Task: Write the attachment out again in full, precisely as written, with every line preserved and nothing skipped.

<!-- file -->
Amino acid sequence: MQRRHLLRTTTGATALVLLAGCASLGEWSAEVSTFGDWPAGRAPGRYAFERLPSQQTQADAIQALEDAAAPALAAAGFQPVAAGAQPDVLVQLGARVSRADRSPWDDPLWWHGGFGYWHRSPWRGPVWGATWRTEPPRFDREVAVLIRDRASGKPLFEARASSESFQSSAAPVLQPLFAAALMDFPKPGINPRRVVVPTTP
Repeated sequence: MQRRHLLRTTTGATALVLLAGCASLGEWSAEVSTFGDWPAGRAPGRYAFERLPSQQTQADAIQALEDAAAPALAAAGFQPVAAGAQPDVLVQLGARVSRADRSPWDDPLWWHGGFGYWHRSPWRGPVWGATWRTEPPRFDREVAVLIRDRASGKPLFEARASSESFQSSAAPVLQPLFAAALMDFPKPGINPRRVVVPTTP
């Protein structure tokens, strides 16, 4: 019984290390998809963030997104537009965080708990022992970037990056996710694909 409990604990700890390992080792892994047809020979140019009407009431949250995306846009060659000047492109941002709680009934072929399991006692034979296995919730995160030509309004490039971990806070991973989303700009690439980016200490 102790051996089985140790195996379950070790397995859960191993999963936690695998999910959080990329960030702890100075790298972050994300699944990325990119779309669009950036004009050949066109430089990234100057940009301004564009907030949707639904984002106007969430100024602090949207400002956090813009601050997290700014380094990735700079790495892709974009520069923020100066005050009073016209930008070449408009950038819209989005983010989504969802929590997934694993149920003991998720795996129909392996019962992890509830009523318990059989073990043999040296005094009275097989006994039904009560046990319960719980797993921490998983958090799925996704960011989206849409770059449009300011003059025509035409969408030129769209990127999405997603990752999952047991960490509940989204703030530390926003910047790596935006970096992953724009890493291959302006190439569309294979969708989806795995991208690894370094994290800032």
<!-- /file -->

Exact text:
Amino acid sequence: MQRRHLLRTTTGATALVLLAGCASLGEWSAEVSTFGDWPAGRAPGRYAFERLPSQQTQADAIQALEDAAAPALAAAGFQPVAAGAQPDVLVQLGARVSRADRSPWDDPLWWHGGFGYWHRSPWRGPVWGATWRTEPPRFDREVAVLIRDRASGKPLFEARASSESFQSSAAPVLQPLFAAALMDFPKPGINPRRVVVPTTP
Repeated sequence: MQRRHLLRTTTGATALVLLAGCASLGEWSAEVSTFGDWPAGRAPGRYAFERLPSQQTQADAIQALEDAAAPALAAAGFQPVAAGAQPDVLVQLGARVSRADRSPWDDPLWWHGGFGYWHRSPWRGPVWGATWRTEPPRFDREVAVLIRDRASGKPLFEARASSESFQSSAAPVLQPLFAAALMDFPKPGINPRRVVVPTTP
């Protein structure tokens, strides 16, 4: 019984290390998809963030997104537009965080708990022992970037990056996710694909 409990604990700890390992080792892994047809020979140019009407009431949250995306846009060659000047492109941002709680009934072929399991006692034979296995919730995160030509309004490039971990806070991973989303700009690439980016200490 102790051996089985140790195996379950070790397995859960191993999963936690695998999910959080990329960030702890100075790298972050994300699944990325990119779309669009950036004009050949066109430089990234100057940009301004564009907030949707639904984002106007969430100024602090949207400002956090813009601050997290700014380094990735700079790495892709974009520069923020100066005050009073016209930008070449408009950038819209989005983010989504969802929590997934694993149920003991998720795996129909392996019962992890509830009523318990059989073990043999040296005094009275097989006994039904009560046990319960719980797993921490998983958090799925996704960011989206849409770059449009300011003059025509035409969408030129769209990127999405997603990752999952047991960490509940989204703030530390926003910047790596935006970096992953724009890493291959302006190439569309294979969708989806795995991208690894370094994290800032």